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Megyn Kelly's Jane Fonda Jab May Cost 'Today' Star Bookings

The Hollywood Reporter logo The Hollywood Reporter 1/24/2018 Marisa Guthrie
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(Video provided by TODAY)

Is Megyn Kelly’s Monday morning take-down of Jane Fonda – in which Kelly invoked Fonda’s Vietnam-era Hanoi Jane sobriquet – the first of more provocations? Or was it a one-off?

Those close to Kelly tell The Hollywood Reporter that she had had enough of Fonda’s insults stemming from an interview on Megyn Kelly Today back in September, during the first week of Kelly’s show. That’s when Fonda abruptly shut down Kelly’s questions about plastic surgery, a topic Fonda has openly discussed in past media appearances.

The tipping point was a Jan. 20 interview Fonda did with Variety in which she said she was “stunned” by the question, asserting that it “showed that [Kelly] is not that good an interviewer.” She added that she would come back on Kelly’s show “if she comes around and learns her stuff.”

Kelly prepared the script over the weekend and delivered it during the final minutes of Monday’s show. NBC News management was aware of her impending remarks, sources tell THR.

Reaction inside and outside NBC News was swift and extreme. The View panelists – and guest host Ann Curry – tore Kelly apart. Joy Behar called her a “b-tch”; minutes later, she apologized, rescinding the epithet. Wendy Williams accused Kelly of doing “it for ratings.” Inside NBC News, the characterizations included “outrageous” and “awful.” One person questioned the wisdom of using NBC News as a platform to “settle a personal score.”

In this combination photo, Jane Fonda appears at the 2017 ACLU SoCal's Bill of Rights Dinner in Beverly Hills, Calif., on Dec. 3, 2017, left, and Megyn Kelly poses on the set of her new show, "Megyn Kelly Today" in New York on Sept, 21, 2017. Kelly says Jane Fonda "has no business lecturing anyone on what qualifies as offensive" after the actress criticized her for bringing up the subject of plastic surgery in an interview last September. Fonda glared at Kelly and objected to the topic and, in an interview with Variety published over the weekend, called the question inappropriate and said she was stunned it was brought up. Kelly noted Monday, Jan. 22, 2018, that Fonda had discussed the topic of her own surgery in the past (Photos by Richard Shotwell, left, Charles Sykes/Invision/AP) © The Associated Press In this combination photo, Jane Fonda appears at the 2017 ACLU SoCal's Bill of Rights Dinner in Beverly Hills, Calif., on Dec. 3, 2017, left, and Megyn Kelly poses on the set of her new show, "Megyn Kelly Today" in New York on Sept, 21, 2017. Kelly says Jane Fonda "has no business lecturing anyone on what qualifies as offensive" after the actress criticized her for bringing up the subject of plastic surgery in an interview last September. Fonda glared at Kelly and objected to the topic and, in an interview with Variety published over the weekend, called the question inappropriate and said she was stunned it was brought up. Kelly noted Monday, Jan. 22, 2018, that Fonda had discussed the topic of her own surgery in the past (Photos by Richard Shotwell, left, Charles Sykes/Invision/AP) Multiple talent representatives, none of whom would talk on the record, told THR that the Fonda monologue has made them think twice about booking their clients on Megyn Kelly Today. Others said it was the last straw. “Actors don’t trust her,” said one. On Thursday, gymnast Aly Raisman and "Fight Song" singer-songwriter Rachel Platten are booked for an interview.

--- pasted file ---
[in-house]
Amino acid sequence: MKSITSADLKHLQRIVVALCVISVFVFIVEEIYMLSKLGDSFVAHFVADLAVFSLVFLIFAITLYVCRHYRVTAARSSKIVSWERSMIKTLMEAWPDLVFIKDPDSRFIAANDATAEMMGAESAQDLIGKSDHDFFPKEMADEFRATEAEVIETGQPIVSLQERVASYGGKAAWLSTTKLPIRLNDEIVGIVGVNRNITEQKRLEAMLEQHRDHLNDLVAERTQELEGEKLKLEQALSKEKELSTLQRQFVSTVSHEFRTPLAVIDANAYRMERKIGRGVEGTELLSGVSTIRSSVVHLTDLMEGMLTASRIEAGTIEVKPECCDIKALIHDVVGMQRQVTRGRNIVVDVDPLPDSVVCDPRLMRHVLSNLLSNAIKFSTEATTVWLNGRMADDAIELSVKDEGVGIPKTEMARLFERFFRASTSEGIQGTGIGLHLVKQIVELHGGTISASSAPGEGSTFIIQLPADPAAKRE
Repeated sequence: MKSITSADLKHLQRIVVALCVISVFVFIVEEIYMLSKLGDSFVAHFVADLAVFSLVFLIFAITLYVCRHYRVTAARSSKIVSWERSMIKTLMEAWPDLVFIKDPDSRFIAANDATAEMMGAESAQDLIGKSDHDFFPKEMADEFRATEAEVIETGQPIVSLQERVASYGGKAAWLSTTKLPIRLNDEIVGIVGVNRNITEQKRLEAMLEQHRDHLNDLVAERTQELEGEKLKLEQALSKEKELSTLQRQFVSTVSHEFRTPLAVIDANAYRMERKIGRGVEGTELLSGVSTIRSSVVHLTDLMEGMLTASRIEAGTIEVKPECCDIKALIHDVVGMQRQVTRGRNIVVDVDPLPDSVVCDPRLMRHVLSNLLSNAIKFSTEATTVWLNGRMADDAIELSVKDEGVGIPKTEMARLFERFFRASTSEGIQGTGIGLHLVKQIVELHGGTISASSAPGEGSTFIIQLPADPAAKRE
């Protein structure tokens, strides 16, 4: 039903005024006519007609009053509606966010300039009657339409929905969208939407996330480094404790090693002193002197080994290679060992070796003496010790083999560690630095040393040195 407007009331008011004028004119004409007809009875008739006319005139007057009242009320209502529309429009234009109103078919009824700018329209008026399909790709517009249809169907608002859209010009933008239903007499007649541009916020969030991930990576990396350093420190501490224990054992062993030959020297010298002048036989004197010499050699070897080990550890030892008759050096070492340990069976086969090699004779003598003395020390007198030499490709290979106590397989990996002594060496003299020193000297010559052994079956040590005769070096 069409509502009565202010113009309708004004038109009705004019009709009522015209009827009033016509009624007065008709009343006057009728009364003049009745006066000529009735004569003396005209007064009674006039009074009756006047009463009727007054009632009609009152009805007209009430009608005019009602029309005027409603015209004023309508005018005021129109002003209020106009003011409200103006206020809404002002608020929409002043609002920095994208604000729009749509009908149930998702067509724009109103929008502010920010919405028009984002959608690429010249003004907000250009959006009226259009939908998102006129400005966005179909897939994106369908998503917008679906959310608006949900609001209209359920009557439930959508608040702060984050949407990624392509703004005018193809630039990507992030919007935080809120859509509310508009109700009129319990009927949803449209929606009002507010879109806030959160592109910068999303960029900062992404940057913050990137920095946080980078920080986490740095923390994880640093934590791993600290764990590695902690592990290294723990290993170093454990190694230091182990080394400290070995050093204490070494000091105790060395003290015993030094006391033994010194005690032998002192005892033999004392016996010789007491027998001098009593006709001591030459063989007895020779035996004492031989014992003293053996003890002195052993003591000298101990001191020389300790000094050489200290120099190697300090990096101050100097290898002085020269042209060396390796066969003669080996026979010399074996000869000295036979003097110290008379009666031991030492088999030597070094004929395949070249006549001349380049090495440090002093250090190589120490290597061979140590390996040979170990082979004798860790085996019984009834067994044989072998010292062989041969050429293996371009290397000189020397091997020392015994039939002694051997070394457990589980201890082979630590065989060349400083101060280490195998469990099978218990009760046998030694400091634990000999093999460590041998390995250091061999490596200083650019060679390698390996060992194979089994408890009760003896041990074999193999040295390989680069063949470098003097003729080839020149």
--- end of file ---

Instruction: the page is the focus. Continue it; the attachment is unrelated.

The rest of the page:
Of course, in the era of MeToo, journalists have been emboldened to ask tougher questions of celebrities on red carpets and beyond. (An NBC News representative says Kelly has not lost any bookings since Monday’s show.)

Kelly's show has evolved away from the celebrity-driven vehicle it may have appeared to be in week one, when the NBCUniversal synergy machine stocked Megyn Kelly Today with actors, the vast majority promoting NBCUniversal properties at the beginning of the new TV season.

Megyn Kelly on Monday, January 22, 2018 © (Photo by: Nathan Congleton/NBC/NBCU Photo Bank via Getty Images) Megyn Kelly on Monday, January 22, 2018 But since the Harvey Weinstein story broke in early October, Kelly – who was a central voice in the harassment scandal that brought down Fox News CEO Roger Ailes – has forcefully taken up the harassment beat. So much so that days after Matt Lauer was fired from Today amid sexual harassment complaints, she invited Lauer and his accusers on her show – something that raised eyebrows inside NBC News at the time.

But going all in on the scourge of harassment allegations that have rocked Hollywood, the media and beyond has allowed Kelly to appeal to morning TV’s largely female demographic, while not appearing to go soft. (Megyn Kelly Today is averaging close to three million viewers and is up year-over-year in key female demographics.)

"It's perfect for her," notes TV news analyst Andrew Tyndall. 

With the Fonda throw-down – during which Kelly dredged up the actress's controversial anti-war activism, including Fonda's statements about American POWs –Kelly once again waded into America's culture wars. 

“Of all the things that she’s staked her career on, likeability is not a factor," adds Tyndall. "What this tells me is that Megyn is trying to carve out the niche for herself, which is 'I’m going to be harder, I’m going to be the hard person at 9.' She is saying, 'I will not back away from asking tough questions even if it makes me look like a bully or rude or crossing a line. It’s better that I have the reputation for asking tough questions.'"

Related slideshow: Megyn Kelly through the years (via Photo Services)

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